The complaint alleges that on July 31, 1959, approximately 50 men employed by Fibreboard on maintenance work, who were members of the Union and covered by the collective bargaining agreement, were discharged and locked out by Fibreboard and that this was a breach of the collective bargaining agreement referred to. Defendant, in its answer, alleged that the contract between itself and the Union terminated on July 31, 1959. It admitted that at the end of that day defendant terminated the employment of the individuals theretofore employed in maintenance and power house work in and about its plant. It then pleaded as a separate and first affirmative defense that the contract, of which a copy was attached to the complaint as an exhibit, provided 'that all grievances, including claims of the kind asserted in the complaint, shall, if the parties cannot adjust the same by negotiation, be submitted to final and binding arbitration.' Its second affirmative defense was as follows: 'That plaintiffs and defendant herein were parties to proceedings before the National Labor Relations Board in which plaintiffs claimed and asserted that the contract, of which a copy is attached to the Complaint as Exhibit A, was on July 31, 1959, automatically renewed for another year and in which defendant claimed and asserted that the said contract was not on July 31, 1959, renewed automatically or otherwise for another year but that said contract terminated on said date; that the National Labor Relations Board, on March 27, 1961, made and rendered in said proceedings its Decision and Order in and by which the said National Labor Relations Board found and determined that the said contract terminated on July 31, 1959, and was not automatically renewed; that said Decision and Order so holding has become final and is conclusive of the question whether said contract terminated on July 31, 1959.'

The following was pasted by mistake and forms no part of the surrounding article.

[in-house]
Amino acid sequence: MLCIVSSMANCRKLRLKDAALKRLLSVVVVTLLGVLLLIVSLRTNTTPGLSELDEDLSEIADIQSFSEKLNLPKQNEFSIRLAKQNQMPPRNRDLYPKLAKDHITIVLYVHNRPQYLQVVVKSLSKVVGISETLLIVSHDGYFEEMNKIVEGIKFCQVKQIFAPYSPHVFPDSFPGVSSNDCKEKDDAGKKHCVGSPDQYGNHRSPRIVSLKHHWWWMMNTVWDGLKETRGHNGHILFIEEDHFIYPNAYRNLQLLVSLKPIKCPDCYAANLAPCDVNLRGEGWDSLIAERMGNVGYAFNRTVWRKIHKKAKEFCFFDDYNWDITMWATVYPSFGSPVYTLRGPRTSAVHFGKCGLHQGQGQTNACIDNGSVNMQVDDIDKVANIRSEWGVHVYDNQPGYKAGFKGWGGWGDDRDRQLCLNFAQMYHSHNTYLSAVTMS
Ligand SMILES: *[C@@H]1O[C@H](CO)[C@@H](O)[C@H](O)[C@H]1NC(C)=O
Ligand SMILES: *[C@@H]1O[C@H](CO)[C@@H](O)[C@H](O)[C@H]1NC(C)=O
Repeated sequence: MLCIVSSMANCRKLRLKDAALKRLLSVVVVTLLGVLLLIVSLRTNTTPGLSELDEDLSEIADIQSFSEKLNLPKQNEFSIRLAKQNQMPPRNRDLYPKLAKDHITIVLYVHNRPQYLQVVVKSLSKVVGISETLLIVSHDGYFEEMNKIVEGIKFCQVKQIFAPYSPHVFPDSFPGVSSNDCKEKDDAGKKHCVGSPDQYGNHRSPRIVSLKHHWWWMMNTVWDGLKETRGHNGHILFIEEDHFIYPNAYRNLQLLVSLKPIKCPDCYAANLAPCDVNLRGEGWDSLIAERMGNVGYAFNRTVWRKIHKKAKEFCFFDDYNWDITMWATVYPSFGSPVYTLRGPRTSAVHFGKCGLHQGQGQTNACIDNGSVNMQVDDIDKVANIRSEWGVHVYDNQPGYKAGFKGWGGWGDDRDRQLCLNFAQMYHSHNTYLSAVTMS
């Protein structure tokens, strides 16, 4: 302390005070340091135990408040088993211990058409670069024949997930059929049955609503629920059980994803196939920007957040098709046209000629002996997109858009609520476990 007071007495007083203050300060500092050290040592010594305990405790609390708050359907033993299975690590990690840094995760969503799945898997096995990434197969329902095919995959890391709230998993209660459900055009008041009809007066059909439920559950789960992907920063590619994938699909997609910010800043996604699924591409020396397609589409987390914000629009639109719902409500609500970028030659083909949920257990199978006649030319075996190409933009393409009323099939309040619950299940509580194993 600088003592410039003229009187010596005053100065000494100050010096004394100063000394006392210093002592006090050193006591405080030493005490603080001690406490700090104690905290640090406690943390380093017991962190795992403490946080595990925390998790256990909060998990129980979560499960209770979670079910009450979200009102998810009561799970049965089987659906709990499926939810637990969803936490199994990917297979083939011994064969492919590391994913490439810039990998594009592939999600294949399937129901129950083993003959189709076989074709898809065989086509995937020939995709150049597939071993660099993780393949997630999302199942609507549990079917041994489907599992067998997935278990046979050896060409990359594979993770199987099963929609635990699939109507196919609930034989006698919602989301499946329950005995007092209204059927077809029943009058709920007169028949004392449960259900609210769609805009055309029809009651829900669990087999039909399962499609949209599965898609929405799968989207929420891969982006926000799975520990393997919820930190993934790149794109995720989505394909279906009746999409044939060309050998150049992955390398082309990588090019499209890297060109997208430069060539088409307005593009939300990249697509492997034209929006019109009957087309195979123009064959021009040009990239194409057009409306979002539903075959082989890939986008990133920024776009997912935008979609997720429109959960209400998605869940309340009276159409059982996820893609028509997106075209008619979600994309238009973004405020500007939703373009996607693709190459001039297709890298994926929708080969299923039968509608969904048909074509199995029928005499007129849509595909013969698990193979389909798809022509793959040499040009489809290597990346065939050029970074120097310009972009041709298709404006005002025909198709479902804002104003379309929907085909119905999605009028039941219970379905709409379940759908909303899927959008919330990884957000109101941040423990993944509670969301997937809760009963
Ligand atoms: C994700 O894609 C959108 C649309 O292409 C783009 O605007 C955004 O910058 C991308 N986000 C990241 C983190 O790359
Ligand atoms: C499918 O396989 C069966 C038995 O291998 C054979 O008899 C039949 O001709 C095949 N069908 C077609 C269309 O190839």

The third so-called affirmative defense stated in the answer was as follows: 'That the Complaint herein fails to join indispensable parties in that it fails to join any of the individuals who were employed by defendant on and prior to July 31, 1959, in powerhouse or maintenance work and who are claimed in said Complaint to be entitled to benefits under said contract.' As above indicated, the motion to strike affirmative defenses filed on behalf of the Union was directed against all three of these defenses just described, the second and third of which were stricken. The appeal now before us is from that order.
Referring to the third affirmative defense, to the effect that there has been a failure to join the individual members of the Union who are indispensable parties, it is our view that the order striking the defense was proper for the reasons set forth in Retail Clerks Union Local 1222 v. Alfred M. Lewis, Inc., 9 Cir., 327 F.2d 442. In that case the plaintiff union brought an action against an employer to require the latter to comply with the provisions of a collective bargaining agreement between the plaintiff union and the defendant employer. It was contended that the action was in essence an attempt by the union to enforce individual wage claims of its members and that such action did not fall within the jurisdiction conferred upon the district court by 301(a) of the Labor Management Relations Act, 29 U.S.C. 185(a). This court held that the action was properly brought and reversed the order of the district court which dismissed the action 'for lack of jurisdiction over the subject matter."